Iraq's government has ordered a tough daytime curfew to stem sectarian violence that has killed more than 130 people since the bombing of a Shi'ite shrine.
Iraqi state television announced the unusual restriction, ordering people off the streets today - Friday in the capital Baghdad and the nearby flashpoint provinces of Diyala, Babil and Salaheddin, where Wednesday's bombing took place.
The move appeared aimed at preventing trouble in connection with Friday prayer services.
Meanwhile, Iraq's most influential Shi'ite political leader, Abdul Aziz al-Hakim, called Friday for unity between Shi'ites and Sunnis. The head of the Supreme Council for the Islamic Revolution in Iraq blamed Saddam Hussein loyalists and followers of al-Qaida in Iraq for the country's sectarian violence.
Separately, Iraqi military officials say gunmen stormed a house early Friday in the town of Latifiyah, 30 kilometers south of Baghdad, killing at least three Shi'ites.
And the U.S. military says coalition forces conducted a raid in northern Baghdad, killing the al-Qaida military emir in the area. The military says Abu Asma was an explosives expert involved with improvised explosive devices.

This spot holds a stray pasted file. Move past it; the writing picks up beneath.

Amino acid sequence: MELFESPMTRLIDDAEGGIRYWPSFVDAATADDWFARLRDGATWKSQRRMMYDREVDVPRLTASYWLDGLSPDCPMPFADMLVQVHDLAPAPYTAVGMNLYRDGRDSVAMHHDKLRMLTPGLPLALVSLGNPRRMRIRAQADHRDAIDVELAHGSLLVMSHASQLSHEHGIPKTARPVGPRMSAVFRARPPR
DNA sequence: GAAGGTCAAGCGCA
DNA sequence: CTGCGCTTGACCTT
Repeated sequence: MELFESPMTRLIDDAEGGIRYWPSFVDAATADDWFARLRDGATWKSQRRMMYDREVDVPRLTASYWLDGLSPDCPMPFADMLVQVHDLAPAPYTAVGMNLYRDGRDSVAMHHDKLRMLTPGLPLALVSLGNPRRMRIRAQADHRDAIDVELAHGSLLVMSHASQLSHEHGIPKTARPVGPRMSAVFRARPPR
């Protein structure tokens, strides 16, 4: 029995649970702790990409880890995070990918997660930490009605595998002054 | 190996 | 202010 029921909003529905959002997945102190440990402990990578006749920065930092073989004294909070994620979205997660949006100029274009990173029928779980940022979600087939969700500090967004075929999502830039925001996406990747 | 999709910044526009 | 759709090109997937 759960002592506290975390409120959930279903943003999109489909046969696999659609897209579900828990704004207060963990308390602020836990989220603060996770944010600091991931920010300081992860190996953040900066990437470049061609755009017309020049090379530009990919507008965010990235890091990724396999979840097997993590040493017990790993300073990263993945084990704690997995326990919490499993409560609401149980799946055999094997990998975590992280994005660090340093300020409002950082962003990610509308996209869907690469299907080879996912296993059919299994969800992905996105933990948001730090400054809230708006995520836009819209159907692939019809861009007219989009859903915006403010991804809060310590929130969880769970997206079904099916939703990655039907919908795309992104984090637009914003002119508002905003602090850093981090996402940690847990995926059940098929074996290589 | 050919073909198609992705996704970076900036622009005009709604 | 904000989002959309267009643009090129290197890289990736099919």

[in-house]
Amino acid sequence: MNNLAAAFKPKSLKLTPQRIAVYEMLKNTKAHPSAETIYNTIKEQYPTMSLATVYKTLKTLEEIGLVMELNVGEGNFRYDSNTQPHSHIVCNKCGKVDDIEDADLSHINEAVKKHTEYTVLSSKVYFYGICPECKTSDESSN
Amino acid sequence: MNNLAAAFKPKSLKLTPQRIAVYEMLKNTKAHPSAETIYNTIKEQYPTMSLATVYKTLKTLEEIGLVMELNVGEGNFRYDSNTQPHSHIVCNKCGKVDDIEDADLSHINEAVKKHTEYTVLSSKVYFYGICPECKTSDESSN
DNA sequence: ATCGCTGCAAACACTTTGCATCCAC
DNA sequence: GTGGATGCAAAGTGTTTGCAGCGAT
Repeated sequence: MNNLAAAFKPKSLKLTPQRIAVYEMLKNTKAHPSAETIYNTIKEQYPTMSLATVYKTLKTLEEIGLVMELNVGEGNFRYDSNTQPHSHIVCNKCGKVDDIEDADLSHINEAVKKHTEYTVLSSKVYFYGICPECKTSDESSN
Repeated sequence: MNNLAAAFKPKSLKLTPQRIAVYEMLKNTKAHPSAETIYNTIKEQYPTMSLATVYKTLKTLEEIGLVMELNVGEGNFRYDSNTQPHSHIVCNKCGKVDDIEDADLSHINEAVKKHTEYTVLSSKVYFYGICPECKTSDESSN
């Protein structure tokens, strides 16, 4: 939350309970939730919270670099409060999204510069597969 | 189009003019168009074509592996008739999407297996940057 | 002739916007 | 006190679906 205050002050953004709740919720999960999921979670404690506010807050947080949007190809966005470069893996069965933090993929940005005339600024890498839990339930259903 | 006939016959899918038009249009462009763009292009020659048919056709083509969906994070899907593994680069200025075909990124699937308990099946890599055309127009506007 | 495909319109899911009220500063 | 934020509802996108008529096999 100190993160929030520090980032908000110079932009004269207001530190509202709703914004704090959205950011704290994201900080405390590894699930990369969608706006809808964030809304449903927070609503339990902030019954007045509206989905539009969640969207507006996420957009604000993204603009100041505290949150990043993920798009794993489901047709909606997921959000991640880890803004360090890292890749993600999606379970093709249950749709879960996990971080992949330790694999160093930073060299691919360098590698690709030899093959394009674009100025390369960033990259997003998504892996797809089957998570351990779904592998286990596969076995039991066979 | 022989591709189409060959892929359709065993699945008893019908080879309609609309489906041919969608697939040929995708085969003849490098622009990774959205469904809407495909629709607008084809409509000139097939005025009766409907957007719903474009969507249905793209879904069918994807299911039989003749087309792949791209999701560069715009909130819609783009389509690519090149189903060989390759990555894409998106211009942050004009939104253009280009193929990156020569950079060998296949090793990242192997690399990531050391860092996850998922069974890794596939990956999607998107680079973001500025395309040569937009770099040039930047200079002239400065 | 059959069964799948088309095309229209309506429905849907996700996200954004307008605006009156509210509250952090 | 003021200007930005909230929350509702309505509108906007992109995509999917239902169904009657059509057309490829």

Dozens of Sunni mosques have been attacked, and some Sunni clerics kidnapped and killed since the bombing of the Shi'ite Askariya shrine in Samarra.
Police outside Baghdad found the remains of 47 people who had been shot to death, while dozens of other bodies were found in Baghdad and elsewhere.
The Askariya shrine draws pilgrims from around the world. It contains the tombs of the 10th and 11th Shi'ite imams, Ali al-Hadi and his son, Hassan al-Askari.
It was built at the site where the 12th Shi'ite imam, Mohammed al-Mahdi, disappeared. Known as the "hidden iman," he is the son and grandson of the two imams buried at Askariya.
Information for this report is provided by AP and Reuters.